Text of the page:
Before Rabbi Devora Bartnoff died of breast cancer in 1997, she wrote about parenting a son with Down syndrome. One poignant article in a Jewish newspaper recalls her overhearing someone whisper: "Can you imagine what his bar mitzvah is going to be like?"
Cruel words for any parent to take in. But what the rabbi may not have realized at that moment was they were also an invitation.
In director Ilana Trachtman's "Praying With Lior," Bartnoff's boy becomes a man, celebrating his 2004 bar mitzvah amid more love and tolerance than that whispering cynic could possibly have imagined.
Yes, this is the latest feel-good documentary to turn a spotlight on a much-misunderstood disorder, and per usual it demands that you unleash your sense of humor and table your pity. Fortunately for Trachtman, the lead subject, Lior Liebling, makes that unbelievably easy for audiences to do.
Even in the earliest home movies chronicling his struggles with - and triumphs despite - Down syndrome, Lior is a high-functioning charmer. He smiles continuously, loves unconditionally, and says the darnedest things. But the breadth and impact of his spirit is conveyed most fully in more recent footage compiled when Trachtman follows him around his home city of Philadelphia interviewing family, friends, and Lior himself. As one classmate puts it: Everyone gets tested in life; Down syndrome is Lior's test.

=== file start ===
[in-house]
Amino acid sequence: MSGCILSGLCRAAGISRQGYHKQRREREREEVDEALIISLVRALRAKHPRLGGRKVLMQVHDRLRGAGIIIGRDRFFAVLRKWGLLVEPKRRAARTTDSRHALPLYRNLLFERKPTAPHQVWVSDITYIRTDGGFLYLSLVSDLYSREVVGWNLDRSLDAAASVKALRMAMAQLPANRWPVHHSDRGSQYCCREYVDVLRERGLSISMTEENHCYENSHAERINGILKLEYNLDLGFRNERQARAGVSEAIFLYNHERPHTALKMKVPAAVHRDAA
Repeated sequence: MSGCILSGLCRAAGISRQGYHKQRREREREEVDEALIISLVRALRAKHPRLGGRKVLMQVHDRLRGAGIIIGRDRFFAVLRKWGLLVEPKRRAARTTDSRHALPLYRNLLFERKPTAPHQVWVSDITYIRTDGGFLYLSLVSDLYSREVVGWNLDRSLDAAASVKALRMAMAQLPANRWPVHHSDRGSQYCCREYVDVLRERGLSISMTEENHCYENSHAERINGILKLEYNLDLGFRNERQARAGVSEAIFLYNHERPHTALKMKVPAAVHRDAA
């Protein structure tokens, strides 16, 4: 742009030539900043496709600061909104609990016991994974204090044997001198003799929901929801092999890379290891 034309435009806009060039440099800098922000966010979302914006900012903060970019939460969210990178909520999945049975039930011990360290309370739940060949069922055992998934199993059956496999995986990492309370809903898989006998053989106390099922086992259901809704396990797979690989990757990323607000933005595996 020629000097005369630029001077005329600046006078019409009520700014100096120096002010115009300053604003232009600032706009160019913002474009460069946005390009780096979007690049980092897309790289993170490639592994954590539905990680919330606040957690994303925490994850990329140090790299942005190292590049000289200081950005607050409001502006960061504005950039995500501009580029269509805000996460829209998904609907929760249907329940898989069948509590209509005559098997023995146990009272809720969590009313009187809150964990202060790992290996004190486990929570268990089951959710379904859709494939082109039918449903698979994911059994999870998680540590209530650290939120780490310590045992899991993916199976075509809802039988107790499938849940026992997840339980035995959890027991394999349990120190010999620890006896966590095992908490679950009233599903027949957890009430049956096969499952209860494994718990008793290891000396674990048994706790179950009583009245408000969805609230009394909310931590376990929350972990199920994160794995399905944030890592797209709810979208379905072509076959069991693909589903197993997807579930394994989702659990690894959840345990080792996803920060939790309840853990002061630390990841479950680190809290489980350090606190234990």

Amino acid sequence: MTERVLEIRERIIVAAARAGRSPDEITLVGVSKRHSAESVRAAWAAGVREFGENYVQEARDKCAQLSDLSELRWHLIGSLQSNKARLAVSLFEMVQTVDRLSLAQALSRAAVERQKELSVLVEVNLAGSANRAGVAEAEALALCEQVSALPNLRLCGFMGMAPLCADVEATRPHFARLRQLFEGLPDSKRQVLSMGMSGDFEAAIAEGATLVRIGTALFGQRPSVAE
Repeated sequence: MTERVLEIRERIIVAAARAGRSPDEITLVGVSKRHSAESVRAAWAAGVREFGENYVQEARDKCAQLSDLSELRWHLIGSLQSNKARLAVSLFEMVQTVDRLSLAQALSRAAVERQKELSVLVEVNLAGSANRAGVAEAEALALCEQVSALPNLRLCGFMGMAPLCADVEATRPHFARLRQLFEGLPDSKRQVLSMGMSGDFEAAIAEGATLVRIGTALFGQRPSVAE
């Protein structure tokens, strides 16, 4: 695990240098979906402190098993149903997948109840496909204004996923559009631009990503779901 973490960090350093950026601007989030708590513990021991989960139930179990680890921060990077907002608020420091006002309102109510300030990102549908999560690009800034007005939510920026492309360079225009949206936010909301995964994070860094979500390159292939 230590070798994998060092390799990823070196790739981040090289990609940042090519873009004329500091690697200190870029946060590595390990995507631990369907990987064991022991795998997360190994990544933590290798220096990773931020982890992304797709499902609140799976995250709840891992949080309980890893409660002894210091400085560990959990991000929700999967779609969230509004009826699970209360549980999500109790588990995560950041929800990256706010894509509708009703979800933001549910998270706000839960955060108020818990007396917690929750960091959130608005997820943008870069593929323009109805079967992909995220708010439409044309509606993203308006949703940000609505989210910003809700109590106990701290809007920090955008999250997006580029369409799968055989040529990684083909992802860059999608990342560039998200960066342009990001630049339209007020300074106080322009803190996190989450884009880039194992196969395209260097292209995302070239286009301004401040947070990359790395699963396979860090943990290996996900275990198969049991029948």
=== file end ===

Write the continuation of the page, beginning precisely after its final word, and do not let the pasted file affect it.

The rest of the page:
If so, he's passing with flying colors, and part of the reason for that is prayer.
Lior isn't only the recipient of his religious community's blessings and well-wishes, he's also their biggest, purest, least self-conscious voice. Singing louder and flatter than any other worshiper, he davens (prays) day and night, in the temple and on the playground, for no other reason than the joy it brings him.
One of the great things about this movie, which won an Audience Award at last year's Boston Jewish Film Festival, is that no one makes the boy out to be some sort of spiritual leader or miracle just because he's able to chant the Torah and summon speech-ready buzzwords. There's an honest, unfiltered quality to what you see and hear. Lior's devoted older brother remembers calling him a "Chinese frog." His pouty younger sister admits to still being annoyed and embarrassed by him. And his father, Rabbi Mordechai Liebling, reflects on the many tears shed at Lior's birth: "We were mourning hope and possibility," he explains.
That said, a lot of what makes it into this low-budget documentary is mundane, potentially forgettable stuff. There's Lior's speech therapy, a Little League baseball game . . . even a trip to the mall for shoes and other bar mitzvah apparel. It all leads up to a giant party with rich food and awkward dancing, no different from the celebrations thrown for countless other 13-year-old Jewish males.
Can you imagine?